We now spend a lot less time riding together since starting a family. Weekend his-and-hers rides have now transitioned into his-then-hers rides, but it’s still not unusual for family vacations to center around spots where our other friends with kids can gather in unison. There, we can all harken back to those “it takes a village” days, sharing guardian duties so that the adults can finally get some much needed playtime — together. Few things cycling-related need to be explained between us.
But nevertheless, it’s hard for me not to see things a little differently these days. I suppose growing up will do that to you. Adulting is hard, as they say.
I hear the garage door open and voices outside. She’s back. I breathe a small sigh of relief. “Sorry, honey,” she says, “one of the roads was closed for construction and I had to take a big detour.” Perfectly logical. But I still wish she’d remember to bring her phone with her on rides.
I never used to give much thought to how my friends and family felt about what I did. But now that my wife and I aren’t out there together, and with a little one at home, it’s all I think about every time she heads out the door for a road ride (it’s perhaps worth noting that I almost never worry about her when she goes mountain biking).
I know that my wife, in all likelihood, will be just fine. But almost without fail, a tiny part of me starts that disquieting ‘what if’ mental exercise as she rolls out of sight.
What if she really did get hit by a car and was really hurt? What if someone clipped her with a rearview mirror, drove off, and there was no one around to help?
It’s better not to think about those things, I tell myself, but then I look at our daughter and I can’t keep the wheels from spinning. How would I tell her that her mama isn’t coming home? How would I manage as a single parent? Would I be able to keep the house? Could I still do this job? Would I have to move closer to family?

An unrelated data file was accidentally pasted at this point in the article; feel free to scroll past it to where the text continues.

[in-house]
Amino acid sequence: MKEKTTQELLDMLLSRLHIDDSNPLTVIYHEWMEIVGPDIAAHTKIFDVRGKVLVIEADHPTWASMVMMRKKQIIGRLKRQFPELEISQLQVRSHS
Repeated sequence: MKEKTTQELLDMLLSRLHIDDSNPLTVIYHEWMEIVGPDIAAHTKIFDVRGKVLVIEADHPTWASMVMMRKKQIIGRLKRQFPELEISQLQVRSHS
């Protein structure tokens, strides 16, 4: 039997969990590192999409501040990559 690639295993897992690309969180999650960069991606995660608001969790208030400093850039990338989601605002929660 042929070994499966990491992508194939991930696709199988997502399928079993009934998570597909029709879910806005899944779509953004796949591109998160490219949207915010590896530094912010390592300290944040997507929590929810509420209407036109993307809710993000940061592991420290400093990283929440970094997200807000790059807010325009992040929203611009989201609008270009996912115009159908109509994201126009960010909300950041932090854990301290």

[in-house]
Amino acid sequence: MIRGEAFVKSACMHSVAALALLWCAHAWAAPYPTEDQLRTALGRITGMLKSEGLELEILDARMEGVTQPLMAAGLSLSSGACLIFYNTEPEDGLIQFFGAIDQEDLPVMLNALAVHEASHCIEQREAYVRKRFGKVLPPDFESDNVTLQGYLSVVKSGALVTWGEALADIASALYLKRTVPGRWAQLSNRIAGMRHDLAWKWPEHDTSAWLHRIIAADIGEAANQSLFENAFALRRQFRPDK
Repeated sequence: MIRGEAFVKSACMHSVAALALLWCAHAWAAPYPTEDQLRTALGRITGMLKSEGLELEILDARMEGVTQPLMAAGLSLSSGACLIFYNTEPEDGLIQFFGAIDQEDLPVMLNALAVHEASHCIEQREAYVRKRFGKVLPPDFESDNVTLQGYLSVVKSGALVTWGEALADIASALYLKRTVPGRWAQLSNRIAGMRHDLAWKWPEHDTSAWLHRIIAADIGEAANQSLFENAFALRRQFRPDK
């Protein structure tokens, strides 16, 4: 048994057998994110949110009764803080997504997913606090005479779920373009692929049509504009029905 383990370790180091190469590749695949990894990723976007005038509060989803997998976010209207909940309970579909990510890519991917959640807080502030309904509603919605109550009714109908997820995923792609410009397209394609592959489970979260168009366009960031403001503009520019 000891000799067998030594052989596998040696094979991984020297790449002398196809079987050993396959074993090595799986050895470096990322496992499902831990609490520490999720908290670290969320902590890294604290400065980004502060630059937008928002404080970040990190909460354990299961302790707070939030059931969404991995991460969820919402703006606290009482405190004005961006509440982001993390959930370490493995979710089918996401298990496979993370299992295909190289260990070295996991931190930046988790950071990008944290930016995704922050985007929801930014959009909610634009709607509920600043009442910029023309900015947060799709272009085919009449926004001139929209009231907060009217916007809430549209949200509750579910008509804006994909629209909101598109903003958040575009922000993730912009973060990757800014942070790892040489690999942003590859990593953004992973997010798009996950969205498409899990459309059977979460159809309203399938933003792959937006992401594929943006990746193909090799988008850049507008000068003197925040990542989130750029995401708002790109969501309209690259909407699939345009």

The thoughts are like a fog slowly rolling in from the coast. I know it’s coming; I can see it approaching from a distance, and feel it as the air gets damp and cold.
In my head, I know the sun will come out later and burn the fog away as it almost always does, but when it’s obscured behind that thick layer of mist, a part of me still wonders if today is the day I don’t see the sky. Eventually, that lovely shade of blue reveals itself just as I knew it would, and all is bright and clear again. At least for today.
But when I’m in that fog, I have no choice but rely on faith that that low-hanging cloud will just keep moving past as it always does. The weather report says there’s a 100% chance things will clear up, but I still have to believe it’s correct.
Boulder is renowned for its good weather (yes, even in the winter). Three-hundred days a year of sunshine, or so the saying goes. Odds are good that, on any given day, those warm rays breathe new life into the earth and lift everyone’s mood. But those grey and gloomy days do pay a visit now and then, and I’d be foolish to believe that tomorrow will be bright and clear just because today and yesterday were, too.
I recently turned 44, and in all likelihood, cycling is what will keep me alive and healthy well into old age. But there’s also a decent chance that it’s what will kill me. Ultimately, I guess I just have to be ok with it. As do you.
The question, however, is whether the people close to us are ok with it, too.